EarthTalk: Has recycling lived up to its promise
to reduce waste and pollution, save energy and provide jobs
in our ailing economy?
—Ian Atkinson, New York, NY
today is considered by many to be a huge success,
though Americans could be recycling more than they
do. Well managed recycling systems that focus on
profitable resources like glass, paper and metals
have had the most success.
© Digital Vision
still don’t recycle as much as they could. Nonetheless,
the practice is already considered a huge success given
that it keeps about a third of the solid waste we generate
out of our quickly filling landfills and saves natural resources
while generating much-needed revenue for struggling municipal
governments. Recycling also helps us keep our carbon footprints
down: According to the U.S. Environmental Protection Agency,
recycling one ton of aluminum cans conserves more than 1,665
gallons of gasoline.
course that doesn’t mean the progression from virtually
no recycling just 40 years ago to today’s U.S. average
of 33.8 percent has always been smooth. Some types of materials,
especially mixed plastics, have proven difficult and/or
expensive to recycle, causing skeptics to question the overall
value proposition. But well managed recycling systems that
focus on profitable resources like glass, paper and metals
have been a big success. And why wouldn’t they be,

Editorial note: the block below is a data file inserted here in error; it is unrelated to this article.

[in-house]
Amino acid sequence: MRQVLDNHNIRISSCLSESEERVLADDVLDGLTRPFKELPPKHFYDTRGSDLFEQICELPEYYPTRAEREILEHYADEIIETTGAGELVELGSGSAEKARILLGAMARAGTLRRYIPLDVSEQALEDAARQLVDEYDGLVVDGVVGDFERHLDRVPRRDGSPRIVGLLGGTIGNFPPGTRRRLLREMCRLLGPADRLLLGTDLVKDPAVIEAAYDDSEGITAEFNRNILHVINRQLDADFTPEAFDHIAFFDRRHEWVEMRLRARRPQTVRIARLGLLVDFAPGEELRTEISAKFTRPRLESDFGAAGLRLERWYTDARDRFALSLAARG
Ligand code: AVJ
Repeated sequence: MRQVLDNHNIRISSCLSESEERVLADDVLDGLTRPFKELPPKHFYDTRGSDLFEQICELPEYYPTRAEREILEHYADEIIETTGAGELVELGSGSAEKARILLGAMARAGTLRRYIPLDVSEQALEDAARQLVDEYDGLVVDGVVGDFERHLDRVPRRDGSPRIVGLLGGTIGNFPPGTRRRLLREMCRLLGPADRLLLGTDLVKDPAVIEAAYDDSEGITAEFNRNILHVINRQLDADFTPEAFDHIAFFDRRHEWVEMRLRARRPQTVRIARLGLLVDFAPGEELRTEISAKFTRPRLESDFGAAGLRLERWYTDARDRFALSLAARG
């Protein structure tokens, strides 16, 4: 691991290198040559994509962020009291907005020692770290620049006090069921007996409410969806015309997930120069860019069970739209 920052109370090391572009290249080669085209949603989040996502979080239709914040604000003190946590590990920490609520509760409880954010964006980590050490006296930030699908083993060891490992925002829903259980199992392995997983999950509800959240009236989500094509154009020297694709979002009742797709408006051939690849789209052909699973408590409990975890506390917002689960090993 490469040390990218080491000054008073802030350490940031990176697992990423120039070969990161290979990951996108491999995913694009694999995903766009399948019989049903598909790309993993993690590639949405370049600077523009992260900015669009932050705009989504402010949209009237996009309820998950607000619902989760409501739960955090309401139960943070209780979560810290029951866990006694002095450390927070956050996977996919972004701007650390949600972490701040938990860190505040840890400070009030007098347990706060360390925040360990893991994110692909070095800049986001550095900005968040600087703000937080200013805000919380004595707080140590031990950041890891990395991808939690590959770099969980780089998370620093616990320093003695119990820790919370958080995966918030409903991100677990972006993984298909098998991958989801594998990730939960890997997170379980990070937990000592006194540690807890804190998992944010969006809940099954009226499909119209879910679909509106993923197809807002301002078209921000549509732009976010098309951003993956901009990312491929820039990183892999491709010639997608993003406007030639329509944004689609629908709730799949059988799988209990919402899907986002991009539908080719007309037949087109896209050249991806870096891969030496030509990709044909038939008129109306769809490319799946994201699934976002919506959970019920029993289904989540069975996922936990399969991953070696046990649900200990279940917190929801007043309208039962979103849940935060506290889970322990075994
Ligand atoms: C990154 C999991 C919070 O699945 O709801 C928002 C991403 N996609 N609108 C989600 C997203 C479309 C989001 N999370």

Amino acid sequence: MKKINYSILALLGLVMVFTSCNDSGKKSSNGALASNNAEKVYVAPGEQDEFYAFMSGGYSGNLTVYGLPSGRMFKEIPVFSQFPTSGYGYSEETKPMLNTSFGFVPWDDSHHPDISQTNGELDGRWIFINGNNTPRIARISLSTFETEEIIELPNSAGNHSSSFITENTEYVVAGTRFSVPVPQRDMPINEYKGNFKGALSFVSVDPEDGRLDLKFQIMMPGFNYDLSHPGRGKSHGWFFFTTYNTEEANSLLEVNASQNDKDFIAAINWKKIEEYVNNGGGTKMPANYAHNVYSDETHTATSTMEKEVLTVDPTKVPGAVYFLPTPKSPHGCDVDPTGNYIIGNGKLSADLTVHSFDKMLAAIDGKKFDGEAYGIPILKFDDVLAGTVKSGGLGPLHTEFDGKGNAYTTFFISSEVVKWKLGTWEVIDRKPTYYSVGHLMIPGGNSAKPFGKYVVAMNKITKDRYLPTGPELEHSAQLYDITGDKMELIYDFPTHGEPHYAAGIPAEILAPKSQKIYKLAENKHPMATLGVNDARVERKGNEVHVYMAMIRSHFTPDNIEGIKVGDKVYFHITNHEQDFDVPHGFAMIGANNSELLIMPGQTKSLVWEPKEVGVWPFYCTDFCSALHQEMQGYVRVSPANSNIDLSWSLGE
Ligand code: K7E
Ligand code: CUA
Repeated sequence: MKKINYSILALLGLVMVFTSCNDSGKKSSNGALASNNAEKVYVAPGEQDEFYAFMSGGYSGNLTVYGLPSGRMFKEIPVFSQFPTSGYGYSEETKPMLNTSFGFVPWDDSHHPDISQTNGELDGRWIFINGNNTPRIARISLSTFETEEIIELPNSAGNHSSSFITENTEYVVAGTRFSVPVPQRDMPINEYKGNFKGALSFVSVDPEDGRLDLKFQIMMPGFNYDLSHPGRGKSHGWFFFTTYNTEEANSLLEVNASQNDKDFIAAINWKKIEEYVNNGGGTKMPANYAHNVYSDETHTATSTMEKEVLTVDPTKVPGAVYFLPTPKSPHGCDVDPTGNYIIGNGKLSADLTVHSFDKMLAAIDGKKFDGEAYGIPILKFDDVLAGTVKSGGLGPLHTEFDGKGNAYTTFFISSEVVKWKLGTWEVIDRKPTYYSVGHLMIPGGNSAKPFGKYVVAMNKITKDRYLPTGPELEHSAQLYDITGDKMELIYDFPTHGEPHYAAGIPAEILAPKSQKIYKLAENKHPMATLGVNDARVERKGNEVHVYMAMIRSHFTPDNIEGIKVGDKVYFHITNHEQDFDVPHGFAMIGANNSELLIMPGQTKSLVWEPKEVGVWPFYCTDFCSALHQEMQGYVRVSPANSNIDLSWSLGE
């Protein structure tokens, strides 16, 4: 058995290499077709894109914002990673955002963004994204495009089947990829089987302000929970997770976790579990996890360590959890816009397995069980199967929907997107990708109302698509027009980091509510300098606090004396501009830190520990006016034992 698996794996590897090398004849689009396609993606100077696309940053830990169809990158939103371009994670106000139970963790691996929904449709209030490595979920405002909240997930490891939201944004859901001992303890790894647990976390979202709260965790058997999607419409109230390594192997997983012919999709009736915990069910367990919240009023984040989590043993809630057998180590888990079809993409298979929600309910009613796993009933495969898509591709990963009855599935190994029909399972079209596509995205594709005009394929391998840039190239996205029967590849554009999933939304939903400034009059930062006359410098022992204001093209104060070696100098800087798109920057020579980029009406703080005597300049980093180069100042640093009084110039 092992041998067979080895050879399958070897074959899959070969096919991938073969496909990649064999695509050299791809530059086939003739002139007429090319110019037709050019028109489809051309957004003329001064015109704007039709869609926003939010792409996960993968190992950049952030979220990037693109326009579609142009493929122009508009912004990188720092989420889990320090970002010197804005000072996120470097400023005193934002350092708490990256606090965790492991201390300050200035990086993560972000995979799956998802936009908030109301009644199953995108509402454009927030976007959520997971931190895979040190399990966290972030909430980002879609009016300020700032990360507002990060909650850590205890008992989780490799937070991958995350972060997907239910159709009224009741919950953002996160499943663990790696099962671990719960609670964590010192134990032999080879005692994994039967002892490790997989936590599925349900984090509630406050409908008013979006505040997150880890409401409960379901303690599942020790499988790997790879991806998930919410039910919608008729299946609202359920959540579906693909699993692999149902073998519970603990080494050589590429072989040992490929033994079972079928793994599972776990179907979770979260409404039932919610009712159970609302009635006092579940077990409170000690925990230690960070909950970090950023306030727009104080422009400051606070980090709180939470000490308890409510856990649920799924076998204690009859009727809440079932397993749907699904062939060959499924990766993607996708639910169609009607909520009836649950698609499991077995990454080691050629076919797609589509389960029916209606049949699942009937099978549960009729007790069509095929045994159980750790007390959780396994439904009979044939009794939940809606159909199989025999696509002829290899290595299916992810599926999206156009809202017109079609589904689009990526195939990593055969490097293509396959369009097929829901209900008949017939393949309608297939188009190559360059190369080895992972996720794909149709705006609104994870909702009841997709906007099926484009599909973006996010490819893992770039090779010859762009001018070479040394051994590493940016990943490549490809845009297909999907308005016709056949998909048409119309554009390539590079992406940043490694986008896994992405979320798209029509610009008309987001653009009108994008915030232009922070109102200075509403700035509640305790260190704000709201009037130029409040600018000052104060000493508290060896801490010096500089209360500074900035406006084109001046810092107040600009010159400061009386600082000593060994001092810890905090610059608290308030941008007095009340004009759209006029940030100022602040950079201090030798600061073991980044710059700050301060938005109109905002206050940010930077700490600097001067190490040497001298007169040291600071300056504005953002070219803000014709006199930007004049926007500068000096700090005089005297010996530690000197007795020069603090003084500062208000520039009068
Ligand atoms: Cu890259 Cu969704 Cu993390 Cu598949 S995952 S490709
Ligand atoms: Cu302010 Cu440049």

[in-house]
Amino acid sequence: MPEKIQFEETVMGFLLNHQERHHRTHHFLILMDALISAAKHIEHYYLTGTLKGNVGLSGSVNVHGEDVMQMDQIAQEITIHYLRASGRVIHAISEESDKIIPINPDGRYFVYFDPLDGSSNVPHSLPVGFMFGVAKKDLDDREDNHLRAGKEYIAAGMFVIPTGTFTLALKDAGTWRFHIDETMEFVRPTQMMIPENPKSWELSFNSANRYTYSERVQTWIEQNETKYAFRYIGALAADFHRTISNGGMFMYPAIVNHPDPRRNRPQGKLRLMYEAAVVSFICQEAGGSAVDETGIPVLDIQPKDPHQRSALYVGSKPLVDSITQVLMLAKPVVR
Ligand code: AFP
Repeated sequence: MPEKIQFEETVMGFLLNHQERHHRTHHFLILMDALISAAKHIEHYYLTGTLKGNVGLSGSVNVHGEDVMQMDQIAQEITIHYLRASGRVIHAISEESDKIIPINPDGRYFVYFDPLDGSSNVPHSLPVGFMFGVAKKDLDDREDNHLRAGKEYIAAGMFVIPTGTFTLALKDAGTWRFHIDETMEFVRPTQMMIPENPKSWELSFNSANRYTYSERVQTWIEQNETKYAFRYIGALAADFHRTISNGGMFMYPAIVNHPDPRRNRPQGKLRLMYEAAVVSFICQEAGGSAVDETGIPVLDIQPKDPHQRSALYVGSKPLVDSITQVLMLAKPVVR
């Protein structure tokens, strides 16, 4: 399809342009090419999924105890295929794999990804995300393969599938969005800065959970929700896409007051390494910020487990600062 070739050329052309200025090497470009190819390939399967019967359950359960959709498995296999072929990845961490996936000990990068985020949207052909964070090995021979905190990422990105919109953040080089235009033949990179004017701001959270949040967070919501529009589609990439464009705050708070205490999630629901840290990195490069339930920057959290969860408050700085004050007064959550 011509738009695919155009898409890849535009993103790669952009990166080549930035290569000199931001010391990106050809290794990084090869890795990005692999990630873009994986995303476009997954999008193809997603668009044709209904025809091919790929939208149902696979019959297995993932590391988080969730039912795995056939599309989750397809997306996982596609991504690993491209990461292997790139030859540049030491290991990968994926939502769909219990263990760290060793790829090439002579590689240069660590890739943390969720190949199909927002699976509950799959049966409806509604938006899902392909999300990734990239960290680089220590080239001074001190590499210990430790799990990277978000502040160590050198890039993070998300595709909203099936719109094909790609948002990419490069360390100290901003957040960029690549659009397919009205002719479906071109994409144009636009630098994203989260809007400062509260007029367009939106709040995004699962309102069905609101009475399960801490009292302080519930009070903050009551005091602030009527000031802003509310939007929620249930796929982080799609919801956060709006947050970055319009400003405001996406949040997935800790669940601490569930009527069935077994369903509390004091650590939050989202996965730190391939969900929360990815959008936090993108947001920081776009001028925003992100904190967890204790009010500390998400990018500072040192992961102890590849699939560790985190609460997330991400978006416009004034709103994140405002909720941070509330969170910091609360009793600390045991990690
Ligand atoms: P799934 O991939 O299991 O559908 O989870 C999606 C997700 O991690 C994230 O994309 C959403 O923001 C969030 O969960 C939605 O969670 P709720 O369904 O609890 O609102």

when recycling uses as little as five percent of the energy
required for virgin production of materials such as aluminum?
Brown of Presidio Graduate School reports that, while recycling
has gained significant momentum during the last two decades,
it has still not yet realized its potential. “Unfortunately,
recycling pick-up services are not cheap and it is viewed
as a redundant service; extra trucks mean extra cost. On
top of that, single stream recycling requires investment
in technology to sort the loads efficiently,” she
says. “Trash, on the other hand, is far more indiscriminate
because everything just goes to one place, the landfill.”
says that the availability of curbside recycling programs
varies throughout the country, as does their success. For
example, New York City was a pioneer in recycling, but when
the city became strapped for cash, recycling rates fell
precipitously to just 15 percent and have not recovered.
“New York City officials claim it is more expensive
to recycle than to send trash to landfills and incinerators